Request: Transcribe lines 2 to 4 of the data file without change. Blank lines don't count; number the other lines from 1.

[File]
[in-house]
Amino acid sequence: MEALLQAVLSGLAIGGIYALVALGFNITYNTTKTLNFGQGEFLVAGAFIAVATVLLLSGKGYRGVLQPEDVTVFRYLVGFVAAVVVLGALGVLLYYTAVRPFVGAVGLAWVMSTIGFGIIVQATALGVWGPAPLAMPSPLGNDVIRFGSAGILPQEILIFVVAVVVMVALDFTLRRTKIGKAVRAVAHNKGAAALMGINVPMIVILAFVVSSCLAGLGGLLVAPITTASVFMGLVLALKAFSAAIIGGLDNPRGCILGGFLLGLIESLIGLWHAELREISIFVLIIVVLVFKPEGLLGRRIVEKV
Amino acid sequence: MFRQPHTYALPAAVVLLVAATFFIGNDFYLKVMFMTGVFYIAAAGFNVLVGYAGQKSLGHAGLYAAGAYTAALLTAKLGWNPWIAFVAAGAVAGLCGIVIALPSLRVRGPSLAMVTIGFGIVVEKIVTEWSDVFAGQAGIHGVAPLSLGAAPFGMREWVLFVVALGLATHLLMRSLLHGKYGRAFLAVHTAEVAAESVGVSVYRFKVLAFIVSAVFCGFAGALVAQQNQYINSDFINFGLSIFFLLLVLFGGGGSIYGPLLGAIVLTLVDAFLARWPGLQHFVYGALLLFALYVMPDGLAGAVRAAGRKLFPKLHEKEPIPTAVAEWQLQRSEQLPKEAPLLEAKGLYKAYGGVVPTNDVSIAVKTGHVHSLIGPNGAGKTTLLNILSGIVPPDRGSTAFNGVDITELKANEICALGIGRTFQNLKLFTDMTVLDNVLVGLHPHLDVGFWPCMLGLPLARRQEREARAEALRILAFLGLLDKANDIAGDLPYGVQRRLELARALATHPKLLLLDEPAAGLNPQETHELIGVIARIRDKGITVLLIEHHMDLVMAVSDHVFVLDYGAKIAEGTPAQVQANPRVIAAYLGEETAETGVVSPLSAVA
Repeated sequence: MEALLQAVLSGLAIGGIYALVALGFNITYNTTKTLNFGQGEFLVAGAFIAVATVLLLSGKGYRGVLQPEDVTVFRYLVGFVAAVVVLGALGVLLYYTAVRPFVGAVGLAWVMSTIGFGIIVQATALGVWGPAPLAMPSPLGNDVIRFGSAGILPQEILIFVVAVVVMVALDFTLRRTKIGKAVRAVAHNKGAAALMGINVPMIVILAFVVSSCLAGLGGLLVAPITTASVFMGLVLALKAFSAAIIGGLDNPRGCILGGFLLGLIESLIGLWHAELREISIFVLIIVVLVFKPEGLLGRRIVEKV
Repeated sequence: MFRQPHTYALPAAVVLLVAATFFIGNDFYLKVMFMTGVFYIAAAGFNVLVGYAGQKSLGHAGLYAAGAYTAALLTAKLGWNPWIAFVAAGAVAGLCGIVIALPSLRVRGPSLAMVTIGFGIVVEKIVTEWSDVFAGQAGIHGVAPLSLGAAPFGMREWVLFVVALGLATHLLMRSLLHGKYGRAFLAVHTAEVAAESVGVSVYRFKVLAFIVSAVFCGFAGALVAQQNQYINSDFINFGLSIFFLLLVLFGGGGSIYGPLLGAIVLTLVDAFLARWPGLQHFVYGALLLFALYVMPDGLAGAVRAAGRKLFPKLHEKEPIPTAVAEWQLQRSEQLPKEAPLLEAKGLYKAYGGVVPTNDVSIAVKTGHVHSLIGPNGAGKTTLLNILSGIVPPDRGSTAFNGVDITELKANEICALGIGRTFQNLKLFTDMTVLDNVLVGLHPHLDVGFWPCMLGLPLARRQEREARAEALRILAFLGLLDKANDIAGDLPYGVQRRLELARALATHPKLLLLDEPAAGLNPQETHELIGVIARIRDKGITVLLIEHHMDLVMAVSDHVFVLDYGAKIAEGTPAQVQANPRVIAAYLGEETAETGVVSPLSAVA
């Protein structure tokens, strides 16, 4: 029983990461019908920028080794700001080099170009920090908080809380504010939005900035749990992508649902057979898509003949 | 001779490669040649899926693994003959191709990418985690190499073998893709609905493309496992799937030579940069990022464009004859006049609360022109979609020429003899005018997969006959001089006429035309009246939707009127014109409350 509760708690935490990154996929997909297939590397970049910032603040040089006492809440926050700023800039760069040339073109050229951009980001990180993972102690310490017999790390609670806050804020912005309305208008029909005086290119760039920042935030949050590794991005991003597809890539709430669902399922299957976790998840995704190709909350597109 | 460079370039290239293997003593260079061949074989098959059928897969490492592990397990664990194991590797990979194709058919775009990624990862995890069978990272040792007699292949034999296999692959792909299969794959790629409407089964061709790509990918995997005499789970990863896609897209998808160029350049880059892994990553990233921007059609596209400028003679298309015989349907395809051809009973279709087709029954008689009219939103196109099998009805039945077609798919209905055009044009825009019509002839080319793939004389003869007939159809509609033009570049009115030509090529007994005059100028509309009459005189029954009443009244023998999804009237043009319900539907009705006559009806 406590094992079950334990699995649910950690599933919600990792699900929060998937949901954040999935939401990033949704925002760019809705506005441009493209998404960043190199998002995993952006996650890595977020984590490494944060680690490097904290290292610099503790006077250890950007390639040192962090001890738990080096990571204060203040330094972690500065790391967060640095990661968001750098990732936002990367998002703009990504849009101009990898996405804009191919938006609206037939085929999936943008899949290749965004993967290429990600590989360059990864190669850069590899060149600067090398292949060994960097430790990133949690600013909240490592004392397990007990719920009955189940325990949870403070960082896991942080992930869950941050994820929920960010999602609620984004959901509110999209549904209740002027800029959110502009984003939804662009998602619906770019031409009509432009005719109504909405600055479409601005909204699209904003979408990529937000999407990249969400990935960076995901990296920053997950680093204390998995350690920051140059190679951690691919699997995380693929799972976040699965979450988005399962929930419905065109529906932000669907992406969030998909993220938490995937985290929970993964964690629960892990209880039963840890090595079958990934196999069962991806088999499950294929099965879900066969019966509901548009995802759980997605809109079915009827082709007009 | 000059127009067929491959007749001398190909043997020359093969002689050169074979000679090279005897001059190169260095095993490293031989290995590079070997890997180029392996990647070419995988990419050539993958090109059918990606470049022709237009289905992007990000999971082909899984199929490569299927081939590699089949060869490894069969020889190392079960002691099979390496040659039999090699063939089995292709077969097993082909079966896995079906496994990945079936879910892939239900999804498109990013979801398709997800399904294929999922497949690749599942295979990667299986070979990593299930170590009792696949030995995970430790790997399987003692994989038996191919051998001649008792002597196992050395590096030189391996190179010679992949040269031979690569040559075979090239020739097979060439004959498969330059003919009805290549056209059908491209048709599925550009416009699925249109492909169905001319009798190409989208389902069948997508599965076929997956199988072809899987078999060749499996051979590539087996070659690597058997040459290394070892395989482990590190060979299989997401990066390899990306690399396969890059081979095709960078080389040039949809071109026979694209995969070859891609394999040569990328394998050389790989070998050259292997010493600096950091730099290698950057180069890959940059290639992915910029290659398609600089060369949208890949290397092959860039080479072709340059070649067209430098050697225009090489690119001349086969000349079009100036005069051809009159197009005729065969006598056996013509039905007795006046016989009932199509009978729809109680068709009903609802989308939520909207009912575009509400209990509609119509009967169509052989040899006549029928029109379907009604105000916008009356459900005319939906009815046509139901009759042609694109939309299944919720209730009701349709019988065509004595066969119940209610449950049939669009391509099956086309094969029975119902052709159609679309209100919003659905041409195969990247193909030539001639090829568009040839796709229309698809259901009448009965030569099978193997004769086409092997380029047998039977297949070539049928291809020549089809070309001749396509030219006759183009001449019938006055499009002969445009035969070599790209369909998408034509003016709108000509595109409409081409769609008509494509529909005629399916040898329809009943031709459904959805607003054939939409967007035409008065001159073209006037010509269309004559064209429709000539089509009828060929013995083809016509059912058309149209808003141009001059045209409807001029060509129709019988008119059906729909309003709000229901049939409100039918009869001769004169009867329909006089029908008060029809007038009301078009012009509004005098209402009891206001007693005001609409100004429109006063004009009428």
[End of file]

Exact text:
Amino acid sequence: MEALLQAVLSGLAIGGIYALVALGFNITYNTTKTLNFGQGEFLVAGAFIAVATVLLLSGKGYRGVLQPEDVTVFRYLVGFVAAVVVLGALGVLLYYTAVRPFVGAVGLAWVMSTIGFGIIVQATALGVWGPAPLAMPSPLGNDVIRFGSAGILPQEILIFVVAVVVMVALDFTLRRTKIGKAVRAVAHNKGAAALMGINVPMIVILAFVVSSCLAGLGGLLVAPITTASVFMGLVLALKAFSAAIIGGLDNPRGCILGGFLLGLIESLIGLWHAELREISIFVLIIVVLVFKPEGLLGRRIVEKV
Amino acid sequence: MFRQPHTYALPAAVVLLVAATFFIGNDFYLKVMFMTGVFYIAAAGFNVLVGYAGQKSLGHAGLYAAGAYTAALLTAKLGWNPWIAFVAAGAVAGLCGIVIALPSLRVRGPSLAMVTIGFGIVVEKIVTEWSDVFAGQAGIHGVAPLSLGAAPFGMREWVLFVVALGLATHLLMRSLLHGKYGRAFLAVHTAEVAAESVGVSVYRFKVLAFIVSAVFCGFAGALVAQQNQYINSDFINFGLSIFFLLLVLFGGGGSIYGPLLGAIVLTLVDAFLARWPGLQHFVYGALLLFALYVMPDGLAGAVRAAGRKLFPKLHEKEPIPTAVAEWQLQRSEQLPKEAPLLEAKGLYKAYGGVVPTNDVSIAVKTGHVHSLIGPNGAGKTTLLNILSGIVPPDRGSTAFNGVDITELKANEICALGIGRTFQNLKLFTDMTVLDNVLVGLHPHLDVGFWPCMLGLPLARRQEREARAEALRILAFLGLLDKANDIAGDLPYGVQRRLELARALATHPKLLLLDEPAAGLNPQETHELIGVIARIRDKGITVLLIEHHMDLVMAVSDHVFVLDYGAKIAEGTPAQVQANPRVIAAYLGEETAETGVVSPLSAVA
Repeated sequence: MEALLQAVLSGLAIGGIYALVALGFNITYNTTKTLNFGQGEFLVAGAFIAVATVLLLSGKGYRGVLQPEDVTVFRYLVGFVAAVVVLGALGVLLYYTAVRPFVGAVGLAWVMSTIGFGIIVQATALGVWGPAPLAMPSPLGNDVIRFGSAGILPQEILIFVVAVVVMVALDFTLRRTKIGKAVRAVAHNKGAAALMGINVPMIVILAFVVSSCLAGLGGLLVAPITTASVFMGLVLALKAFSAAIIGGLDNPRGCILGGFLLGLIESLIGLWHAELREISIFVLIIVVLVFKPEGLLGRRIVEKV